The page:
The only part of the traditional story that’s true is the “first bit” in which Cinderella is left at home by her stepsister while they attend the ball. Even though the story is the same, Dahl uses the phrase “dead of night,” darkening the overall mood. The “Ugly” sister set out wearing all of their jewels and leave behind “Cindy.” Her name is almost immediately shortened. This is in an effort to separate her further from the girl the reader might be picturing. It also adds an element of realism. She could be a real person. This is a choice made throughout the text as Dahl attempts to humanize a princess and a magic-based world.
He states that Cinderella was locked away inside a “slimy cellar” while the sisters were gone. A reader should be on the lookout for instances of alliteration such as that present in line twelve. The only company she has down under the house is a hoard of rats that try to eat her feet. These details are unthinkable in the original version.
She bellowed ‘Help!’ and ‘Let me out!
The Magic Fairy heard her shout.
And quickly, in no time at all,
Cindy was at the Palace Ball!
The next stanza is longer and mainly consists of the speaker describing how Cinderella demanded the “Magic Fairy” help her. Cinderella’s responses are clipped and blunt. She tells the fairy that the rats are eating her, making her feel “rotten” and she must be removed from the cellar and taken to the “Disco at the Palace.” This humorous line further separates the narrative from what the reader knows.
Rather than act the role of meek, put upon girl, Cinderella specifically tells the fairy to give her “‘earrings and a diamond brooch!”’ She also demands “silver slippers” and “nylon panty hose,” an accessory the traditional princess would never have mentioned.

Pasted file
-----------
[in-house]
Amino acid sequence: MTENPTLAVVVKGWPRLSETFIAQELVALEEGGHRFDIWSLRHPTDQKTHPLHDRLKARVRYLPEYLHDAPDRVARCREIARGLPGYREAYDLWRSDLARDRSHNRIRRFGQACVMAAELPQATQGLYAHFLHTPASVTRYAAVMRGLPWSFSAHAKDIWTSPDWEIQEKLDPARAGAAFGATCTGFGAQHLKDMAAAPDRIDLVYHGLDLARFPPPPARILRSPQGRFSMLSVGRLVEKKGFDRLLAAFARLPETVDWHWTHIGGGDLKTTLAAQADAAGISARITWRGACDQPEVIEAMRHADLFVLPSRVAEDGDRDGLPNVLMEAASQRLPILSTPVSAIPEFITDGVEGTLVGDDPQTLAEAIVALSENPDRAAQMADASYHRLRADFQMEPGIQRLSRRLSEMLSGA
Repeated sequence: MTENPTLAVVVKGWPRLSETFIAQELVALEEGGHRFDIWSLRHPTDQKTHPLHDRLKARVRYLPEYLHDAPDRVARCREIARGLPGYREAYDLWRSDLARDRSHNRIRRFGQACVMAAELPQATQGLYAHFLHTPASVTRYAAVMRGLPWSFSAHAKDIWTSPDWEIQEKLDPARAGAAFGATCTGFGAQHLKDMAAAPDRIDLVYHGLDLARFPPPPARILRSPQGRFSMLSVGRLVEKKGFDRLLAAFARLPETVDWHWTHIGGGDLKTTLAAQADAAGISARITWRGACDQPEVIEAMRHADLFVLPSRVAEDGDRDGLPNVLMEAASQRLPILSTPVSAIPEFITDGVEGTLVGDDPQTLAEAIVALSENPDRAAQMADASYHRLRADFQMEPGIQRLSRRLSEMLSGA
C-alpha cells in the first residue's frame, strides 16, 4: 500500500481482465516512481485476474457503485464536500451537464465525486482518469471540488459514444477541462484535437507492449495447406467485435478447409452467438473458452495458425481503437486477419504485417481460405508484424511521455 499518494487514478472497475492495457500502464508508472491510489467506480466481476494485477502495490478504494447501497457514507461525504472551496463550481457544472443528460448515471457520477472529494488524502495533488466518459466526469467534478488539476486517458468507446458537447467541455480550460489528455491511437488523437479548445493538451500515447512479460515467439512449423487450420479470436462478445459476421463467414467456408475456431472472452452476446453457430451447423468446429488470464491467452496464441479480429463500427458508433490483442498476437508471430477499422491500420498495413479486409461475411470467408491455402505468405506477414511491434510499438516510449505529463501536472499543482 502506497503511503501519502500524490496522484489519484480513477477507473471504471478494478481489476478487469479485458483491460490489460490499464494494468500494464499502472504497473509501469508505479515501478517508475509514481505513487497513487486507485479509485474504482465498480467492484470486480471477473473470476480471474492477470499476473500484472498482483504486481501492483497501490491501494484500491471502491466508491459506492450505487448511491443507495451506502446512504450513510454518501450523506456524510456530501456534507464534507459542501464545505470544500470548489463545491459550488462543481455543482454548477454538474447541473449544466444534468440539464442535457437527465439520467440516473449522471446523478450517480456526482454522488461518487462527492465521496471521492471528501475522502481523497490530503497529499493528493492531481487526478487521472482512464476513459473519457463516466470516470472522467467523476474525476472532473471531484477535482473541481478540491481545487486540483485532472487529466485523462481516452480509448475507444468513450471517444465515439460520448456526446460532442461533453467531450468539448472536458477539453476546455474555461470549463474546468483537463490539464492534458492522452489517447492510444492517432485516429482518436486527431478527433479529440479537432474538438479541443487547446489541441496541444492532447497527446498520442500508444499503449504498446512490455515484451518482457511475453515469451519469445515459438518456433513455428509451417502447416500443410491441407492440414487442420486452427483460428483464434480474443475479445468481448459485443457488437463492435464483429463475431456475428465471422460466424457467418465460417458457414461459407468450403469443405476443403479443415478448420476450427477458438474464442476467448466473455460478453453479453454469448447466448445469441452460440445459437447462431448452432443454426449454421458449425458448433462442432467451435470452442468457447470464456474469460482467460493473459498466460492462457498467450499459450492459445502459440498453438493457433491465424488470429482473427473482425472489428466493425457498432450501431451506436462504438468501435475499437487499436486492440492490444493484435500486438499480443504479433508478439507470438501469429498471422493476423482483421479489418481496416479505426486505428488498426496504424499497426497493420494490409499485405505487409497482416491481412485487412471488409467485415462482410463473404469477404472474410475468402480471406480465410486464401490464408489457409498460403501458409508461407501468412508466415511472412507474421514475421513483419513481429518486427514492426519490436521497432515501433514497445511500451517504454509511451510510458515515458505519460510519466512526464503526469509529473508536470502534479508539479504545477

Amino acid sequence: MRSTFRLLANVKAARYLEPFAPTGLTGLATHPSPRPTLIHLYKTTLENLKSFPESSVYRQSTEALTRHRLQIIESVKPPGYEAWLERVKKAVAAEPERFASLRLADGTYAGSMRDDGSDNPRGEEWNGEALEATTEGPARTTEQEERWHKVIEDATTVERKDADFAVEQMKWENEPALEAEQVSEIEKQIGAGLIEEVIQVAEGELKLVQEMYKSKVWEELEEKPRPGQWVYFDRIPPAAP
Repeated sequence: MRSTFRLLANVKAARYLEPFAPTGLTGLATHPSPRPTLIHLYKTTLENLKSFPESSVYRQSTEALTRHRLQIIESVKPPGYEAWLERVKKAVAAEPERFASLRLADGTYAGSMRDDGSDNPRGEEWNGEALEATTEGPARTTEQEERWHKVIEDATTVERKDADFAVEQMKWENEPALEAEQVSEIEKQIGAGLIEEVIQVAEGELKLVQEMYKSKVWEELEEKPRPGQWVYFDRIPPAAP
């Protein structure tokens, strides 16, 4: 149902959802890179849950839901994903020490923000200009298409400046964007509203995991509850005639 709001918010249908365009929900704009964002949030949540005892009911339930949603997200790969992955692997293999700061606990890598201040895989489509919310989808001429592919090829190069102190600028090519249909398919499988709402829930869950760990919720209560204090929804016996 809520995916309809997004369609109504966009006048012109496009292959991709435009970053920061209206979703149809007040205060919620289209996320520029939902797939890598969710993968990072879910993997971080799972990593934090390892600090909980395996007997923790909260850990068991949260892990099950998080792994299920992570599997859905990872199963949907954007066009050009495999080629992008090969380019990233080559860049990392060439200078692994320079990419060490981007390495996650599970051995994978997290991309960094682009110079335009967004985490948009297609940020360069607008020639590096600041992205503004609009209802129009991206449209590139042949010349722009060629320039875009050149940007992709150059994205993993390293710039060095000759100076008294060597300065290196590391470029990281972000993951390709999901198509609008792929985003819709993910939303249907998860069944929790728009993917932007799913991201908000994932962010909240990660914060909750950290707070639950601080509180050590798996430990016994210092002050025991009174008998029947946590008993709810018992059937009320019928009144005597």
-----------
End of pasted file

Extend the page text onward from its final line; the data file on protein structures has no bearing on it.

It is also her intention to make the “handsome Prince” fall for her. She is going to accomplish this with her newly acquired looks and fancy clothes. The fairy does not put up any resistance to this demanding version of Cinderella. She immediately gives her what she asks for and Cinderella appears at the ball.
It made the Ugly Sisters wince
To see her dancing with the Prince.
As Cindy shouted, ‘Let me go!’
The dress was ripped from head to toe.
The “ugly” sisters are turned off by the sight of their sister dancing with the Prince. Again, Cinderella does not act meekly. She embraces the Prince, pulls him to her, and he is “turned to pulp.” The young man falls for “Cindy” and is extremely distressed when midnight comes.
Just like in the original story Cinderella knows she only has till midnight to enjoy the ball and then she must “run to save [her] neck.” She has to get out of the ballroom before her fancy clothes disappear. The Prince does everything he can at that moment to stop her, shouting out words like “Alas!” and “Alack!”
He tears at her clothes, asking her to stay, and her dress is destroyed in the process. An adult reader of this piece might take the time to consider the symbolism surrounding the destruction of the fake dress, the realization of midnight, and her true identity. It becomes even more poignant towards the end of the poem when Cinderella’s most important choice changes.